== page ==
Awe inspiring and Jaw dropping, simply said! Every visit to these magnificent monolith caves inspires me and goads me to dwell much deeper within! What a human being can make if only one believes in his ideas and pursues it with all his vigour.
- How was it possible to create such a large cluster of cave architectural marvels in 700AD?
- How was it conceived? How the thought of chiseling from the top to the bottom must have occurred?
- How could they imagine creating a cave hall measuring 55m X 36m?
I shot a few short clips with my ipad and did a simple edit and uploaded it on Youtube with an intention of including in this article. Then I realized that there are many beautiful videos already on youtube, in a few of which it has been assumed that such a creation 2000-1500 years ago is not humanely possible and it has to be only a creation of aliens. I have included a few videos in the end!
Ellora is an archaeological site, 29 km (18 mi) North-West of the city of Aurangabad in the Indian state of Maharashtra built by the Rashtrakuta dynasty. Well known for its monumental caves, Ellora is a World Heritage Site. Ellora represents the epitome of Indian rock-cut architecture. The 34 “caves” are actually structures excavated out of the vertical face of the Charanandri hills. Buddhist, Hindu and Jain rock-cut temples and viharas and mathas were built between the 5th century and 10th century. The 12 Buddhist (caves 1–12), 17 Hindu (caves 13–29) and 5 Jain (caves 30–34) caves, built in proximity, demonstrate the religious harmony prevalent during this period of Indian history. It is a protected monument under the Archaeological Survey of India.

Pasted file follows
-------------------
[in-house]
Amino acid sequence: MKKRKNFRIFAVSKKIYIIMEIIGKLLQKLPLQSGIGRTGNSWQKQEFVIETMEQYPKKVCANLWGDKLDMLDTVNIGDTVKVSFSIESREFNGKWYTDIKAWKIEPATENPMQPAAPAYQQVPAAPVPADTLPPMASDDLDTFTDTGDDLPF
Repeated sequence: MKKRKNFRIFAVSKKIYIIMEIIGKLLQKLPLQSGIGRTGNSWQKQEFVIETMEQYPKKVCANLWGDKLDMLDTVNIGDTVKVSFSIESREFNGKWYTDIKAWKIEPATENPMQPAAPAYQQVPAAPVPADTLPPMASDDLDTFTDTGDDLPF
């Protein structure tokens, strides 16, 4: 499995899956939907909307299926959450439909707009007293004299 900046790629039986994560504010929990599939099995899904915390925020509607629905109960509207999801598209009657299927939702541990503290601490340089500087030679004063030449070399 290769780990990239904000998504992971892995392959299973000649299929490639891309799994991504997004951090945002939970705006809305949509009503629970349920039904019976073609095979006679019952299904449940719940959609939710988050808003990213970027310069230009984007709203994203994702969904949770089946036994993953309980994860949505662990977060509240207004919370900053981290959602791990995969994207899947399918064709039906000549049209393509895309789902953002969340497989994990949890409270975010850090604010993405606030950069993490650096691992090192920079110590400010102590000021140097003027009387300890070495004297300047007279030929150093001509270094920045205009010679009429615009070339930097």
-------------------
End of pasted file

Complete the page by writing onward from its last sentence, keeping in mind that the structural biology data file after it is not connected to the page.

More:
The Kailashanatha Temple
Cave 16, also known as the Kailasa or the Kailasanatha, is the unrivaled centerpiece of Ellora. This is designed to recall Mount Kailash, the abode of Lord Shiva – looks like a freestanding, multi-storeyed temple complex, but it was carved out of one single rock, and covers an area double the size of Parthenon in Athens. Initially the temple was covered with white plaster thus even more increasing the similarity to snow-covered Mount Kailash.
All the carvings are done in more than one level. A two-storeyed gateway resembling a South Indian Gopura opens to reveal a U-shaped courtyard. The courtyard is edged by columned galleries three storeys high. The galleries are punctuated by huge sculpted panels, and alcoves containing enormous sculptures of a variety of deities. Originally flying bridges of stone connected these galleries to central temple structures, but these have fallen.
Within the courtyard are three structures. As is traditional in Shiva temples, the first is a large image of the sacred bull Nandi in front of the central temple. The central temple – Nandi Mantapa or Mandapa – houses the Lingam. The Nandi Mandapa stands on 16 pillars and is 29.3 m high. The base of the Nandi Mandapa has been carved to suggest that life-sized elephants are holding the structure aloft. A living rock bridge connects the Nandi Mandapa to the Shiva temple behind it. The temple itself is a tall pyramidal structure reminiscent of a South Indian Dravidian temple.
The shrine – complete with pillars, windows, inner and outer rooms, gathering halls, and an enormous lingam at its heart – carved from living stone, is carved with niches, pilasters, windows as well as images of deities, mithunas (erotic male and female figures) and other figures. Most of the deities at the left of the entrance are Shaivaite (followers of Shiva) while on the right hand side the deities are Vaishnavaites (followers of Vishnu). There are two Dhvajastambhas (pillars with the flagstaff) in the courtyard. The grand sculpture of Ravana attempting to lift Mount Kailasa, the abode of Lord Shiva, with his full might is a landmark in Indian art. The construction of this cave was a feat of human genius – it entailed the removal of 200,000 tonnes of rock, and took 100 years to complete.
The five Jain caves at Ellora belong to the ninth and tenth centuries. They all belong to the Digambara sect. Jain caves reveal specific dimensions of Jain philosophy and tradition. They reflect a strict sense of asceticism – they are not relatively large as compared to others, but they present exceptionally detailed art works.